“If you get behind rust, you can’t manage it. If you get a fungicide on about R5, you’re going to protect your yield. It’s all about the timing.”
Before seed goes in the ground, producers should also think about sunflower rust, a disease caused by the fungal pathogen Puccinia helianthi.
When sunflower rust shows up at the bloom stage (R-5) or earlier, especially on confection hybrids, and there is more than one or two percent covering the upper leaves, yield loss will occur unless the disease is managed, says Dr. Samuel Markell, Professor and Extension Plant Pathologist of North Dakota State University.
“Rust can really knock your yield if it starts early and you have lots of days with wet leaves, but it’s also one of the easiest diseases to manage,” he says.
Some sunflower hybrids are resistant to rust, and fungicides also work well on the disease. Usually, rust is carried by wind into a field from other fields or residue. Growers often start to see infection symptoms during the late vegetative stages. “Rust, in general, is a dusty cinnamon brown pustule, and if you rub it off you tend to have a little white clearing underneath,” says Markell.
Scouting for rust is essential as the crop approaches the bloom stage. One percent severity on the upper four leaves at or before bloom is the action threshold for fungicide application.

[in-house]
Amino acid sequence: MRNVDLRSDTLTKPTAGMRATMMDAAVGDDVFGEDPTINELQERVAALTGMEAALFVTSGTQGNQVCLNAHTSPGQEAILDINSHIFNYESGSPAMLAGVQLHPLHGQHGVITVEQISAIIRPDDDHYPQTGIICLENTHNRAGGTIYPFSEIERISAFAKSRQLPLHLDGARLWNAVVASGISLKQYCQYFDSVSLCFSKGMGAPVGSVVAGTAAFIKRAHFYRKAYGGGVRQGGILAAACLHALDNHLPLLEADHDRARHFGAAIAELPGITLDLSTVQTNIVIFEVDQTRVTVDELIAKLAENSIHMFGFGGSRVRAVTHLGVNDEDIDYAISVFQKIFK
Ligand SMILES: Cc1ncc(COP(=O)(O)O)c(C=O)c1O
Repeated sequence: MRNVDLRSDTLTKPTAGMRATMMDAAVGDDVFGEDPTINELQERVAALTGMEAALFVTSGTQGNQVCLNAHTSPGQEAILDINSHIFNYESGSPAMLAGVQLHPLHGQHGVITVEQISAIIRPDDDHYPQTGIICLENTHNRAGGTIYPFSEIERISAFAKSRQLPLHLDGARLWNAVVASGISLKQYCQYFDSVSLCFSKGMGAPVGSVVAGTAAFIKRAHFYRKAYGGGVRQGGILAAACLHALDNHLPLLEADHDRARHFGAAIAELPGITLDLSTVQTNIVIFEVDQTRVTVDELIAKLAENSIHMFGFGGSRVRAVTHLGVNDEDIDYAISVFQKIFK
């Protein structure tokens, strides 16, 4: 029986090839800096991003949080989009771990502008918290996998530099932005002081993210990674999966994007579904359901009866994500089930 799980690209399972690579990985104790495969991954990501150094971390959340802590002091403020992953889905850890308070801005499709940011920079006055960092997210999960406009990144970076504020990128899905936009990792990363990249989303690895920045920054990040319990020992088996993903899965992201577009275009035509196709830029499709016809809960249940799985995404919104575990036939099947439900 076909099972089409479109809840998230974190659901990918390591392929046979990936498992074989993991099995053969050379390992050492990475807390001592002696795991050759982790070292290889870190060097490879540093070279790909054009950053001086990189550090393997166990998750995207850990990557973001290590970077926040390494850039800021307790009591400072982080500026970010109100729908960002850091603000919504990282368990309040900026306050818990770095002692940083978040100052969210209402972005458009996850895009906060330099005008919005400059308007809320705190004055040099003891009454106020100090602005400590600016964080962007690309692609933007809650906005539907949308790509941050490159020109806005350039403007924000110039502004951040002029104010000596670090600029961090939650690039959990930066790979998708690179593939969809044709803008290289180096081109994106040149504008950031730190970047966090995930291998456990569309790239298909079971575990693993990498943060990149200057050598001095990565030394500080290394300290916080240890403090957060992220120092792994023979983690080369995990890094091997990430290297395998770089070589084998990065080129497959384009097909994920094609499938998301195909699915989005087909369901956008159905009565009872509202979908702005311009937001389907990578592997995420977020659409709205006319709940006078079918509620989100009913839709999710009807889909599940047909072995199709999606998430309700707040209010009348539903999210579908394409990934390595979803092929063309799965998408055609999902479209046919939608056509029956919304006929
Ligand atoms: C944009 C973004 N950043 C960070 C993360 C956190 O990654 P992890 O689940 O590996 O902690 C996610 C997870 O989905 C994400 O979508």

“That’s about the time a grower might put an insecticide application down for protection from some of the head insects. Right before that point, I would encourage growers to scout. And if they see rust on the upper leaves – anything more than a trace amount, because one percent isn’t a lot – they might want to think about putting a fungicide on as well,” he says.
“If you get behind rust, you can’t manage it. If you get a fungicide on about R5, you’re going to protect your yield. It’s all about the timing.” After the bloom stage is over, at R-6 or R-7, rust won’t affect yield. “All it does is help dry down the crop,” says Markell.
Both the strobilurin (Headline®) and triazole (Folicur®) fungicide classes work well on rust, he adds.
The sunflower rust pathogen can withstand winters in the United States and Canada. Wild sunflower populations as well as volunteers can harbor the rust pathogen. Markell recommends producers get rid of these plants if they are adjacent to their fields.
For a limited time, email firstname.lastname@example.org to request a copy of the NDSU Sunflower Disease Diagnostic Series cards.